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dc.contributor.authorNORI, Michele
dc.date.accessioned2022-03-09T12:00:33Z
dc.date.available2022-03-09T12:00:33Z
dc.date.issued2022
dc.identifier.issn1830-1541
dc.identifier.urihttp://hdl.handle.net/1814/74314
dc.description.abstractDrylands cover about 40 per cent of Africa’s land mass, mostly along the belt that includes the Sahel region on the western flank and the Horn of Africa on the eastern. These are home to tens of millions of pastoralists, for whom small ruminants, cattle, and camels provide a main source of livelihood. The region is characterised by marked rainfall variability and intense environmental change; the increasing economic and institutional uncertainties associated with the penetration of the market economy and the incorporation of grazing lands into the wider political and commercial arena also impinge on the livelihoods of herding communities. Extensive livestock production contributes significantly to local food security, national economies and regional integration, and shapes the socio-cultural patterns of distinct communities. However, the recent history of policy development in Sub Saharan Africa (SSA) is one of misplaced modernization efforts, and dispossession and dislocation of pastoralists. Most policies, laws, investments and programmes have failed to harness the potential of pastoral systems, instead engaging in dismantling the mobility practices and social networks that make them viable. The marginalisation of pastoralists in national politics and mainstream society is evident in most SSA countries; poverty rates are higher, while levels of investment and service provision are often much lower than the national average. Despite growing calls for change, inclusion and investment, the situation in most of sub-Saharan Africa’s drylands has worsened, and prospects for development have given way to humanitarian and security crises. There is growing political will, scientific literature and civil society efforts to overcome misconceptions and mistakes. However, translating good intentions and innovative thinking into effective institutional arrangements and governance practices seems challenging, as in most SSA countries the policy framework dealing with pastoral areas remains entangled in poor understanding, biased perspectives, bureaucratic approaches, and distorted interests.en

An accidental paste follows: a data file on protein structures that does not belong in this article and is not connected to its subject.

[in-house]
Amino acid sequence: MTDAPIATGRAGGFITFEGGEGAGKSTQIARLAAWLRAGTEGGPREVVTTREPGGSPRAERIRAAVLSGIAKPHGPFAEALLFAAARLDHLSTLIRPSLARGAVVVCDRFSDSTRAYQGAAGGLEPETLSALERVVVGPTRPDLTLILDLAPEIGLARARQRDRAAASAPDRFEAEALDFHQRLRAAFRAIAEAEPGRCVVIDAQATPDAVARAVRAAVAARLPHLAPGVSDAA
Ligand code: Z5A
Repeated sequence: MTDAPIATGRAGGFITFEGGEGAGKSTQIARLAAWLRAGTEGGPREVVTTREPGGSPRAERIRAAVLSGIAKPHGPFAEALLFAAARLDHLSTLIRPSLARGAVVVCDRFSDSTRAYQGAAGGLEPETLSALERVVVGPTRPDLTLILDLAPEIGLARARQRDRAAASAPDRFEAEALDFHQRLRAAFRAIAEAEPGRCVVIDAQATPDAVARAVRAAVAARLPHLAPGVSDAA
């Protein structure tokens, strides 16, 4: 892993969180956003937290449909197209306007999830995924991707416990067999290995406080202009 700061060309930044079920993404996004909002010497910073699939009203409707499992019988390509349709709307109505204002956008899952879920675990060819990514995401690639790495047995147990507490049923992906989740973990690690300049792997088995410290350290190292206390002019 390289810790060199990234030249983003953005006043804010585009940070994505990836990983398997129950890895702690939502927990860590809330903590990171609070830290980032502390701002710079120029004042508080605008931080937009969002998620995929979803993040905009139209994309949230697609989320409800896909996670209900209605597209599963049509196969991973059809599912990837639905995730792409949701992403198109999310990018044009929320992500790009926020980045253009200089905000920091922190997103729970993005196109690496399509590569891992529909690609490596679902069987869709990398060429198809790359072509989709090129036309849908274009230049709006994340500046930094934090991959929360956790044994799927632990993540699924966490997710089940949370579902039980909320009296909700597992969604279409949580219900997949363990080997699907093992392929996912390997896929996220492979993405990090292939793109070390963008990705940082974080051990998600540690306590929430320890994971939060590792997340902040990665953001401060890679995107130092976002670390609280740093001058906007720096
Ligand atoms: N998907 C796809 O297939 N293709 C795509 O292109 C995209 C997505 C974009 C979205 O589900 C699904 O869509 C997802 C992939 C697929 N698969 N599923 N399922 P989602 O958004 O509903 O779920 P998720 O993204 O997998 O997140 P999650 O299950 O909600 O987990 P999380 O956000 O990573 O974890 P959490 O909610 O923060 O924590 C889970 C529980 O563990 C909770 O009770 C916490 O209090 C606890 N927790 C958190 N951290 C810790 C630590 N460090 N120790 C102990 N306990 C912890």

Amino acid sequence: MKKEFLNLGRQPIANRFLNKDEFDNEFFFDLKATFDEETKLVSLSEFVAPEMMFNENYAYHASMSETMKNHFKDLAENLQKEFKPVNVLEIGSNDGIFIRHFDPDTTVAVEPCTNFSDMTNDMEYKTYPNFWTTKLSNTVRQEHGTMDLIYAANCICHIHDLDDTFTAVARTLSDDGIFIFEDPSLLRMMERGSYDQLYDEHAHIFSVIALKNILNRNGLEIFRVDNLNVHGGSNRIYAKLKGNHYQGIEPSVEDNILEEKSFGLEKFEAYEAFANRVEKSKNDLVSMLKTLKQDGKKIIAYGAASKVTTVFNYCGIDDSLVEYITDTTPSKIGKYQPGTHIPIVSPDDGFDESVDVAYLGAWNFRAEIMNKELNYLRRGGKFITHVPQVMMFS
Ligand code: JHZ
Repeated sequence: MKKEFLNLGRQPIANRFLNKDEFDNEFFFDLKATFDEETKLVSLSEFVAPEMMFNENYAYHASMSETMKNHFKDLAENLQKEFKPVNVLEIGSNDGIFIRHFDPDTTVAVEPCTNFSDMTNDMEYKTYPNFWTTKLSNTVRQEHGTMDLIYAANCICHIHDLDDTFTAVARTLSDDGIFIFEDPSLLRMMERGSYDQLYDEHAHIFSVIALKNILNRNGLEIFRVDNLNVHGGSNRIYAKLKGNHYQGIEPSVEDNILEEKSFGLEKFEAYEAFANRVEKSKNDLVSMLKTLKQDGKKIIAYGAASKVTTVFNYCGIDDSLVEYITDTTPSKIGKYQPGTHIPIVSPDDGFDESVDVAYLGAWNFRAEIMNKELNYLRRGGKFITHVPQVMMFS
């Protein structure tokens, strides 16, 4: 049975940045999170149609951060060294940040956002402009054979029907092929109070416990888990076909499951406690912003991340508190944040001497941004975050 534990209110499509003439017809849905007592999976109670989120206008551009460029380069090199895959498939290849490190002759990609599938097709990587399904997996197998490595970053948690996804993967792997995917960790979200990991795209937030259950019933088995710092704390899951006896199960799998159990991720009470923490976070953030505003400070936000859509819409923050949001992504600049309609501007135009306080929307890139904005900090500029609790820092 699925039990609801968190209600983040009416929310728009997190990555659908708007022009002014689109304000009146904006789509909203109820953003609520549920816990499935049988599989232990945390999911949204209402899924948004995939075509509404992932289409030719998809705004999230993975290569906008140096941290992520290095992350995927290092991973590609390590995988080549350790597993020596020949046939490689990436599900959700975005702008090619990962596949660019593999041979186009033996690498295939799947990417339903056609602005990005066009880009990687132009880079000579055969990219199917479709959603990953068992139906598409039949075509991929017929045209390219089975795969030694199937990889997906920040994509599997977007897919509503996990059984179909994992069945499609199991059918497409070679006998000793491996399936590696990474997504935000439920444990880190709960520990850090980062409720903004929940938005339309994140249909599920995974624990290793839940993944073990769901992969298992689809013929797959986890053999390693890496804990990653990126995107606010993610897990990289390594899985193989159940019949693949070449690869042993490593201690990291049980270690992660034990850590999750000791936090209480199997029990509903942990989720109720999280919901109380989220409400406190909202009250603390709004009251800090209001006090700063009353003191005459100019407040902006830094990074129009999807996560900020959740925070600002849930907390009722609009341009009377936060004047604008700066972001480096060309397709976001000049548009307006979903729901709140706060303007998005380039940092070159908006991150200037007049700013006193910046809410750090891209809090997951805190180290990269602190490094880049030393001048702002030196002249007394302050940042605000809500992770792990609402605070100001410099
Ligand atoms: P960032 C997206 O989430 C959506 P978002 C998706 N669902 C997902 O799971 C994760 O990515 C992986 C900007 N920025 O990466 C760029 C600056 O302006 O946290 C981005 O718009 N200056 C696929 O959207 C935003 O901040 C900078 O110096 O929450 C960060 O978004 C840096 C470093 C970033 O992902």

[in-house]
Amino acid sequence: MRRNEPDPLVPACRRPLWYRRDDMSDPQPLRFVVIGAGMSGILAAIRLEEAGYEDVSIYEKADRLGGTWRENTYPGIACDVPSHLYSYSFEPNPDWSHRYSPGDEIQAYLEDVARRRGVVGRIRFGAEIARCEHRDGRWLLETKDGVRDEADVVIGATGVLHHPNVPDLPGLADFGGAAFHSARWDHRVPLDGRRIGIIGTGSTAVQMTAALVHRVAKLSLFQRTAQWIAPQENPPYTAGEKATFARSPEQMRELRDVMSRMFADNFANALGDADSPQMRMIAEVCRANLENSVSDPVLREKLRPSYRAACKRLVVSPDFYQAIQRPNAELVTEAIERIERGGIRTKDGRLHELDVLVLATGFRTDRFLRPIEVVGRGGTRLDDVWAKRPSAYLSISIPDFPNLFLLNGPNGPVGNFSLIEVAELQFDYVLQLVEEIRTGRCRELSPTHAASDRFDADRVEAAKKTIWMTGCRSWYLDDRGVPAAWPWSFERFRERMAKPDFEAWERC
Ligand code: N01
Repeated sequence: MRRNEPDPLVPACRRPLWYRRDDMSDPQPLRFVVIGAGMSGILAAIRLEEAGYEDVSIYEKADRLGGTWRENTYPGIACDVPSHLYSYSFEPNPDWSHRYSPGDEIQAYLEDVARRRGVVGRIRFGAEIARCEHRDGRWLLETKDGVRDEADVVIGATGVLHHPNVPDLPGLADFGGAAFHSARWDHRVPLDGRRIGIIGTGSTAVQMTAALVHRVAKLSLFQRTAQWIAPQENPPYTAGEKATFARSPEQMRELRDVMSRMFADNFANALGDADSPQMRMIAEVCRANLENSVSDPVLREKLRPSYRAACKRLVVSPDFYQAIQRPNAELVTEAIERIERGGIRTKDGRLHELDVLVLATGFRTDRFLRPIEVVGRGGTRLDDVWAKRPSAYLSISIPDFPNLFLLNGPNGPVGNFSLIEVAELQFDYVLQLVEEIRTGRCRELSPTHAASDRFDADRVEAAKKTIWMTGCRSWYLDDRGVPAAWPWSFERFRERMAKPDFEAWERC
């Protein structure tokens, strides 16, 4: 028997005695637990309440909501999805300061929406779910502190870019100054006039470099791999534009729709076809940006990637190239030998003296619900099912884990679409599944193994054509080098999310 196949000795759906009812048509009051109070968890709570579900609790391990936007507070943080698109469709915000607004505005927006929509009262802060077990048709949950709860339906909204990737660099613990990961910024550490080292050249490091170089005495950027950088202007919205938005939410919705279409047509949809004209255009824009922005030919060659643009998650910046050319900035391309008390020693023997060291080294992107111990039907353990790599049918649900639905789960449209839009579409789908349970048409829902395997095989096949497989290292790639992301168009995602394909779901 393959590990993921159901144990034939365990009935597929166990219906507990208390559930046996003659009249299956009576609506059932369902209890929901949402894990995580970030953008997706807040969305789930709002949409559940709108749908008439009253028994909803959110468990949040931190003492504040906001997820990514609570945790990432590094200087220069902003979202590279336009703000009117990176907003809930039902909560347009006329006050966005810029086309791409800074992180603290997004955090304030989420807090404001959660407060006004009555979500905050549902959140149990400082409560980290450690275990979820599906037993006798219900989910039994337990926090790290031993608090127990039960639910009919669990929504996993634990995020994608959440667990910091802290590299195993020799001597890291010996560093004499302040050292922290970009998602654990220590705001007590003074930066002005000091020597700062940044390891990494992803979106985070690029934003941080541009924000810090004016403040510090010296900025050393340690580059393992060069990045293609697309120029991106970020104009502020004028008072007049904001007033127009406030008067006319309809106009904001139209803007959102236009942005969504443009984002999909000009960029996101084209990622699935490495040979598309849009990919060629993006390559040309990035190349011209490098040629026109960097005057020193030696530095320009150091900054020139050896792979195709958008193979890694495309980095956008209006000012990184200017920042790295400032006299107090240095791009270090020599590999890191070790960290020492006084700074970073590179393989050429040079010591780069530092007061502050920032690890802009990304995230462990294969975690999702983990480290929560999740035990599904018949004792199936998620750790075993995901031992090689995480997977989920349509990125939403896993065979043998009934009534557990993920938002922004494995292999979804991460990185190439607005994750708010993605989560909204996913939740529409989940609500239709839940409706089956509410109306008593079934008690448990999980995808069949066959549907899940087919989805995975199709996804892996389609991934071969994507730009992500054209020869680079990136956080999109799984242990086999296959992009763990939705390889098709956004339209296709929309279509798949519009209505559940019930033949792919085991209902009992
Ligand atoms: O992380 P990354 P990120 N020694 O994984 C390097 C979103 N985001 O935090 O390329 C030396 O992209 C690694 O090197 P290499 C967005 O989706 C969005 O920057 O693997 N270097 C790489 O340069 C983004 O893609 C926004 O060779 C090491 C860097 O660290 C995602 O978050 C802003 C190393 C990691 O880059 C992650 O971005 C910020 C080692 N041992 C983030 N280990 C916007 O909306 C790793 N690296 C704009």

dc.format.mimetypeapplication/pdfen
dc.language.isoenen
dc.publisherEuropean University Instituteen
dc.relationinfo:eu-repo/grantAgreement/EC/H2020/740342/EUen
dc.relation.ispartofseriesEUI RSC PPen
dc.relation.ispartofseries2022/03en
dc.relation.ispartofseriesGlobal Governance Programmeen
dc.relation.ispartofseries[Global Economics]
dc.rightsinfo:eu-repo/semantics/openAccessen
dc.rights.urihttp://creativecommons.org/licenses/by/3.0/us/*
dc.subjectPastoralismen
dc.subjectUncertaintyen
dc.subjectFood securityen
dc.subjectSahelen
dc.subjectHorn of Africaen
dc.subjectDrylandsen
dc.titleAssessing the policy frame in pastoral areas of Sub-Saharan Africa (SSA)en
dc.typeOtheren
dc.rights.licenseAttribution 3.0 United States*


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Attribution 3.0 United States
Except where otherwise noted, this item's license is described as Attribution 3.0 United States